Saturday, January 20, 2018

Grandma Weil

I never knew my grandfather on my father's side. He died of an aneurysm when I was a young boy. He left a sizable fortune to my grandmother, but my father got nothing. He hated him for that, and he once told me that when his father died he didn't give two shits.

I never really knew my grandmother either. She never sent birthday cards, she never called on Christmas, but once a year, she sent everybody in the family a sizable check, and all she wanted in return was a thank you, and if it didn't come fast enough, you heard about it from my father.

We only saw her on Thanksgiving. This was a compulsory event. Every Thanksgiving we went up to Rochester, New York, where she lived in a stately home on East Avenue, just a few blocks down from the George Eastman Museum. The Rochester Planetarium was also within walking distance.

Her house was one of the few on East Avenue that hadn't been subdivided into apartments or multi-family homes. It was built in 1929, and everything in the house, with the exception of the dishwasher, was still original. I always loved the old-fashion refrigerator, with all the little doors that opened from the kitchen or the pantry, which was on the other side. If you opened a door in the kitchen, and the corresponding door was opened in the pantry, you could see right through and have a conversation with whoever was standing in the other room. I was always fascinated by this.

The one thing that was constant about my grandmother's house was that nothing ever changed. Everything had its place. Every picture, every knick-knack, and every book remained exactly where it was put, year after year.

My grandmother had hired help. She would never deign to clean her own house. Everything in that house was spic and span. The basement was spotless. The kitchen, despite it's antiquities, still looked brand new. The attic looked like it was cleaned on a regular basis, and the only thing up there were racks of old, expensive clothes, that were neatly sealed in plastic bags and were pungent with moth balls.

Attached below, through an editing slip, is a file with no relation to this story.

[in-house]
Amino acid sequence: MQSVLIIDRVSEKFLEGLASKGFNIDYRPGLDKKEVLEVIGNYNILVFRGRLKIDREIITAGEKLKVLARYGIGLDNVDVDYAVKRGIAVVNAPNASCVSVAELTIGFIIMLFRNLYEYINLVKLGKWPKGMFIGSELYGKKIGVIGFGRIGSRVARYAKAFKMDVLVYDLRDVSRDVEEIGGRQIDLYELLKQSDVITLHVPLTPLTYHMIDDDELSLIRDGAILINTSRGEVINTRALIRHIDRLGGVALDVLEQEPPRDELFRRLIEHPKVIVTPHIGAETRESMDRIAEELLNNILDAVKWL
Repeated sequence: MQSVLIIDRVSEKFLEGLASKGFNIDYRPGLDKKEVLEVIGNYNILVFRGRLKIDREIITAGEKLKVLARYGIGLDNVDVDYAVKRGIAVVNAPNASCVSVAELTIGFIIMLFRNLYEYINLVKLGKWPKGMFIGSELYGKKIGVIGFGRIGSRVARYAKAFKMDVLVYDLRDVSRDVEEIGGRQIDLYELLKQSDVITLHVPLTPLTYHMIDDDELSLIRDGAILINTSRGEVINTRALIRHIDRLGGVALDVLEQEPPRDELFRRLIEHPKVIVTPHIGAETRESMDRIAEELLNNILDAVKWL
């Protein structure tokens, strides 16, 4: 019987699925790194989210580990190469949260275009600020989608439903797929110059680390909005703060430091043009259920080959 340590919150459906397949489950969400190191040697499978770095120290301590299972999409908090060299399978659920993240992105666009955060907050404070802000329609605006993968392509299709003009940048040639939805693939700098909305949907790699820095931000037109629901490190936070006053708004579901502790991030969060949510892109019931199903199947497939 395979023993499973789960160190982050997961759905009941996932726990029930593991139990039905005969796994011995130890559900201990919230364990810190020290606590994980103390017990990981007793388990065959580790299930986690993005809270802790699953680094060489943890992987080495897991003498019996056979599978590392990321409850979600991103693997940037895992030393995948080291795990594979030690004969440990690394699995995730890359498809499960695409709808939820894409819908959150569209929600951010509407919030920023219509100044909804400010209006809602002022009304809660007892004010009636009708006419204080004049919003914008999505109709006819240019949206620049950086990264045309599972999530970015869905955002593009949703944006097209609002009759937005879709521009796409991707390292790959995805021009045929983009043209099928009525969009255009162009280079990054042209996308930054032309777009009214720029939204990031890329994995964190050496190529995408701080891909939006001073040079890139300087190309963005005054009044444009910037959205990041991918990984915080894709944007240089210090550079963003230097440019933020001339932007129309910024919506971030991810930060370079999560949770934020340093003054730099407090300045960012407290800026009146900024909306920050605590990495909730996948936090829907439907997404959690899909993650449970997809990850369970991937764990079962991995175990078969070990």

Thanksgiving was a formal affair. Jackets and ties for the men, and formal dresses for the women. Extra help was brought in to help with the serving and the cooking. My father always carved the turkey, and the food was sumptuous. My father had a younger sister, and her husband and three children were in attendance too.

As time went on, and my cousins and I had children of our own, Thanksgiving dinner became more elaborate. Years ago, when I first wrote Harmony House, I sent a copy to my grandmother in the hopes that she would intervene with the insanity that was going on in my family. I never heard from her, and I didn't dare ask about it.

The years went on, and nothing changed. The family got bigger, but that's about it. Finally, my grandmother announced that she would no longer be hosting Thanksgiving. In a way, I was disappointed, but I was also glad. Being around my entire family was more than I could take.